Last updated: February 10. 2014 9:33PM - 2440 Views
By Amanda Moss



Peggy Covington
Peggy Covington
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Amanda Moss


amoss@civitasmedia.com


ROCKINGHAM — The candidate filing period began at noon on Monday and local officials took the opportunity to express their interest in running for office.


Four seats are to come open for the Richmond County Board of Commissioners. Each seat is a four-year term. The salary is $9,528 a year.


Republican Ben Moss is seeking reelection for his position on the board. Moss said that he has represented the residents of Richmond County to the best of his abilities during the past four years. If reelected Moss promises to continue to try and make the county an even better place to live.


“Many tough decisions had to be made, but as a board we managed to keep the tax rate the same and have some economic growth in such hard times,” Moss said.


Democrat Don Bryant is also seeking reelection for his position on the board. Bryant said he wants to continue to serve the residents of the county and that he will continue his focus on the water in the county. Bryant said it is one of the biggest assets to the county, aside from the people, and that it should be kept clean, safe and usable.


“It’s a tough economy out there,” Bryant said. “We have a good group we work with. There are a lot of things I would like to see get done and I will work to that end.”


Democrat Peggy Covington has also filed for candidacy for the board. She is a former commissioner who served on the board from 2008 to 2012. Covington was fourth among five Democratic candidates in the 2012 primary election. Covington feels her wealth of knowledge and experience in various community organizations and initiatives will allow her to help the residents in the county.


“As a Richmond County commissioner, I would strive to represent the poor, the youth and other groups who feel alienated by bringing their needs to the forefront of the political process,” Covington said.


The office of the Richmond County Clerk of Court is open. It is a four-year term.


Democrat Vickie Daniel, current clerk of superior court by appointment, filed for her candidacy on Monday and is currently the only candidate running for the position.


“As your present Clerk of Court and a 30-year veteran of the Clerk of Superior Court’s Office, appointed by Judge Tanya Wallace, I am dedicated as well as committed to continue providing the citizens of Richmond County with the best services available,” Daniel said. “It is my goal that everyone who walks through our office door be treated in a professional and respectful manner.”


The Richmond County Sheriff seat will be up for grabs. It is a four-year term and the base salary is $77,597.


Incumbent James Clemmons Jr., a Democrat, filed for reelection. Clemmons said it has been a humbling experience to be able to work for the residents of Richmond County, and that he would like the opportunity to continue to serve. In his time as sheriff, Clemmons said he has sought to improve relationships with various agencies as well as improved training, education, technology and availability to the community.


“I have an open door policy,” Clemmons said. “You don’t need an appointment to come and speak with me. We have set a standard for commitment, professionalism, honesty, integrity and trust. The seat I sit in doesn’t belong to me but to the people here.”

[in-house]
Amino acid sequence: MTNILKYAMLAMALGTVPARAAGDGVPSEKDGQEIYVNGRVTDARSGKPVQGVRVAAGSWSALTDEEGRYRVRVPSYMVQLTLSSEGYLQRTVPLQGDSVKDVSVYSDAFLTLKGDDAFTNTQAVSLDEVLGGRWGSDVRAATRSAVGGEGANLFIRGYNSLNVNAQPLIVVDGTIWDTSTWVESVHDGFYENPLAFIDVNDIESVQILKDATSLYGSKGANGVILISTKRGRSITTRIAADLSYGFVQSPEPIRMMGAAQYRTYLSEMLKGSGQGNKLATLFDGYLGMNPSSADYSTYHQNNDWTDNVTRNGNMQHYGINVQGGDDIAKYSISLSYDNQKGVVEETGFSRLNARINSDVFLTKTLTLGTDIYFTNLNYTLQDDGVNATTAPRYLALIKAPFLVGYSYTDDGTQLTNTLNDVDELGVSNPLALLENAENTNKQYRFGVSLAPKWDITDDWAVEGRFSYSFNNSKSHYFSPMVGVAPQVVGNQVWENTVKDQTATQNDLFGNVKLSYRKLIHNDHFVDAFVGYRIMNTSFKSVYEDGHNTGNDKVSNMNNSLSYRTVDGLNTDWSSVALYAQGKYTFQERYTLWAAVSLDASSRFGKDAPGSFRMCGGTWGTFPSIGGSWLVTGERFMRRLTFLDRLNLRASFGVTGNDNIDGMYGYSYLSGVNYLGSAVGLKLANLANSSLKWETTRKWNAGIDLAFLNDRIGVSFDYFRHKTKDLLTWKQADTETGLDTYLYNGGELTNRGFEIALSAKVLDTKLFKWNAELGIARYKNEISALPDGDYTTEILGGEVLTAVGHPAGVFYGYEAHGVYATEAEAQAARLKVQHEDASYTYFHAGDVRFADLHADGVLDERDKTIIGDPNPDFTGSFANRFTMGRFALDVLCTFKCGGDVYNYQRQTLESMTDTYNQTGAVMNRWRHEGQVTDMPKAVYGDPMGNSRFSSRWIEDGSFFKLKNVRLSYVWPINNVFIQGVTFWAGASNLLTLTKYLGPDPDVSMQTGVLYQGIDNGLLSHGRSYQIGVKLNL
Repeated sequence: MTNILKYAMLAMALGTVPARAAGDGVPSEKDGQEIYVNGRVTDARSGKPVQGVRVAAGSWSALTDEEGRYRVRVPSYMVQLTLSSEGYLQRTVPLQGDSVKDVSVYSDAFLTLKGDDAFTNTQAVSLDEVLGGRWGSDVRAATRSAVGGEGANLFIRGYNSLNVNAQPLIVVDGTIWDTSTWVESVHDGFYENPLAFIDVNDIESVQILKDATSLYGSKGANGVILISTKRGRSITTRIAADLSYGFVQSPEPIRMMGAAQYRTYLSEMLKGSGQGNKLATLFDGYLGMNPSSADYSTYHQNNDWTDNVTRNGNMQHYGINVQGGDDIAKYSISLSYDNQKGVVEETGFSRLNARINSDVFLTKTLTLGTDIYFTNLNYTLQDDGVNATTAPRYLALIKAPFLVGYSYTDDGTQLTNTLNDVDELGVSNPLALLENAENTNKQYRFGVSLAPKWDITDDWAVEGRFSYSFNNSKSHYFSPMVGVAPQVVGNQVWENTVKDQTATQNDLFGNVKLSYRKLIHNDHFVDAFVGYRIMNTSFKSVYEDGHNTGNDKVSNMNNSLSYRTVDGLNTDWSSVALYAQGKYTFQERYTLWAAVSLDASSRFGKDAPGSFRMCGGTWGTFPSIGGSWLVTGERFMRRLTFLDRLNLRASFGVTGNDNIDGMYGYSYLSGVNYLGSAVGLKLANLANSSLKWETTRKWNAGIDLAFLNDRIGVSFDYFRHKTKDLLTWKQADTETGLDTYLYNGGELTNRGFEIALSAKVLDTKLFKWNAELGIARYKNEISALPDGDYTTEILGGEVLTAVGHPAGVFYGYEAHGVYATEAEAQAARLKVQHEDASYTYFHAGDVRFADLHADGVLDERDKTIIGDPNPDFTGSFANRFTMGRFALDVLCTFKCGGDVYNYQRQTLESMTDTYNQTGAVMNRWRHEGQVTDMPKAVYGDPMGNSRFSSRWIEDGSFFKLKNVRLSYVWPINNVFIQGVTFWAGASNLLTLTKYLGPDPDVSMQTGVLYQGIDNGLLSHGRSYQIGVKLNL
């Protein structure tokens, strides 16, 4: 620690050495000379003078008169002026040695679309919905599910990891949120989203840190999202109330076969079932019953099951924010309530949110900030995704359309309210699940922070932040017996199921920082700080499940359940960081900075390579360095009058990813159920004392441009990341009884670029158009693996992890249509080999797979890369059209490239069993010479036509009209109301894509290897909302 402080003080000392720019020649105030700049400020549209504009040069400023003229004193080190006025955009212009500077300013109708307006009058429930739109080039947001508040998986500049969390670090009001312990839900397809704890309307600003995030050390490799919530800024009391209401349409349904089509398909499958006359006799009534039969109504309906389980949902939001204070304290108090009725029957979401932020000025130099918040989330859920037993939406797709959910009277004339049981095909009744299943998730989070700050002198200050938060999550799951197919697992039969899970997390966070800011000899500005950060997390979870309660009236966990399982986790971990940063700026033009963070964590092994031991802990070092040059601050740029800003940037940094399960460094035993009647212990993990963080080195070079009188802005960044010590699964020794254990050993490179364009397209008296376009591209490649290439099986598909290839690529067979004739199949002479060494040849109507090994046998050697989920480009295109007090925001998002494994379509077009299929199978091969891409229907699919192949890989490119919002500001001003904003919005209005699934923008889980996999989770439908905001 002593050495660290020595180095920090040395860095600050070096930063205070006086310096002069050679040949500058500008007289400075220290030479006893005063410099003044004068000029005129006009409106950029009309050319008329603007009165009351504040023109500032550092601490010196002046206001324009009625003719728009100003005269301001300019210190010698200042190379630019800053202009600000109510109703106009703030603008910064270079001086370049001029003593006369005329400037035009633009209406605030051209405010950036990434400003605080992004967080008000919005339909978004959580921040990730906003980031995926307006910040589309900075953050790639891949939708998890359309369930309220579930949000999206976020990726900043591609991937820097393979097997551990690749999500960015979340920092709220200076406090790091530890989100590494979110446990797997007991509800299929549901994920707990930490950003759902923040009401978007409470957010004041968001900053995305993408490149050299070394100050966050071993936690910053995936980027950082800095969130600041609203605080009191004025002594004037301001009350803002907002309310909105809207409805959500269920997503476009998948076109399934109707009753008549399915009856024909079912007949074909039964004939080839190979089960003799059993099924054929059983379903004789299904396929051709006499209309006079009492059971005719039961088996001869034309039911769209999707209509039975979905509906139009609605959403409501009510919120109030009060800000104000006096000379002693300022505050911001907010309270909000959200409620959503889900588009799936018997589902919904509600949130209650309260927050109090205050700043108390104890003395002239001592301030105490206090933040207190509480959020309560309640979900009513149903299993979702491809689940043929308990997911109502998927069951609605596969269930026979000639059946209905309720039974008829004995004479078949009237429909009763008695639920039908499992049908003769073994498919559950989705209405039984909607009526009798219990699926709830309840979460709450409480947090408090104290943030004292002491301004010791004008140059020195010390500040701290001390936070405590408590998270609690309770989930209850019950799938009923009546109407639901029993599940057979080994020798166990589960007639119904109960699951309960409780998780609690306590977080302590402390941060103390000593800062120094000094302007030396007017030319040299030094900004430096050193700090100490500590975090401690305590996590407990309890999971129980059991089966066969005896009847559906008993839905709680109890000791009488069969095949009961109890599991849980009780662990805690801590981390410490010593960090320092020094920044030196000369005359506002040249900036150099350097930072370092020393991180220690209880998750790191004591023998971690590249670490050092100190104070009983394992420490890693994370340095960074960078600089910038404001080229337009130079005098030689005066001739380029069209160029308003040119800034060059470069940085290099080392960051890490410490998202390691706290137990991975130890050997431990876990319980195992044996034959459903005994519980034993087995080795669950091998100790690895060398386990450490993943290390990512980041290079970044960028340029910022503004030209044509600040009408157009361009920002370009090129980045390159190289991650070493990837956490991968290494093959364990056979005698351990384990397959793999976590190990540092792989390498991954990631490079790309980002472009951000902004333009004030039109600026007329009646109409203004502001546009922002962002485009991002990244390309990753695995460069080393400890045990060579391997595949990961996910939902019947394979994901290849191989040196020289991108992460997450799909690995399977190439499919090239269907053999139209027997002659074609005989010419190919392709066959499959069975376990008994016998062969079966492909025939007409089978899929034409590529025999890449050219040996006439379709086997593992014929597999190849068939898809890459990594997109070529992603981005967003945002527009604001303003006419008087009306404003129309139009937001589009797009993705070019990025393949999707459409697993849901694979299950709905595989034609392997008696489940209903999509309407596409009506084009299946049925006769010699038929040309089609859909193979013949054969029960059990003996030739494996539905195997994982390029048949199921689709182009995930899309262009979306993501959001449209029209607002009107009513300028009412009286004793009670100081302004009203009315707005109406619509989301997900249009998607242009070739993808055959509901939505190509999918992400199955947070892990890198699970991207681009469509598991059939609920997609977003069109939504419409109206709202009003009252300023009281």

Richmond County has two seats for the North Carolina House of Representatives, and the seat for the North Carolina Senate, all are up for grabs. Each seat is a two-year terms and the salary is $20,700 for each position.


Democrats Ken Goodman and Garland Pierce have filed to run for reelection for the House, and Democrat Gene McLaurin has filed to run for reelection for the Senate.


Goodman is going for his third term in the House for District 66, which encompasses Richmond, Scotland, Hoke and Montgomery counties. Goodman said in a press release to The Daily Journal that he will continue to be an advocate for our public education system and statewide universities and community colleges.


“For nearly 40 years I’ve worked in a small business and in the textile manufacturing industry, I know that our future depends on an educated and skilled workforce,” Goodman said. “We cannot afford to shortchange the next generation of North Carolinians with cuts to our education systems.”


Pierce is seeking a sixth term representing District 48, which includes portions of Richmond, Scotland, Hoke and Robeson counties. The Democrat said he is running to help strengthen the economy and improve public education.


“Having served nearly a decade in the North Carolina General Assembly, I understand that North Carolina’s economic recovery depends upon producing more jobs and an educated workforce capable of competing in a 21st century global economy,” Pierce said. “I have championed investment in technical education and workforce training programs because they not only assist in putting North Carolinians back to work, but also create a business friendly environment in which companies want to invest.”


McLaurin filed for his second term to the state senate for District 25, which includes Anson, Richmond, Scotland, Stanly counties and a portion of Rowan County. McLaurin, a businessman and former mayor of Rockingham, was elected to his first term in 2012.


“I will work to increase teacher salaries to the national average, support small businesses, and support policies to create jobs for middle class families,” McLaurin said in a press release to The Daily Journal. “I will continue to work in a bi-partisan and positive manner to build bridges, reach consensus and not divide our citizens.”


The candidate filing period will end at noon on Feb. 28.


 
 
 
 
 
 
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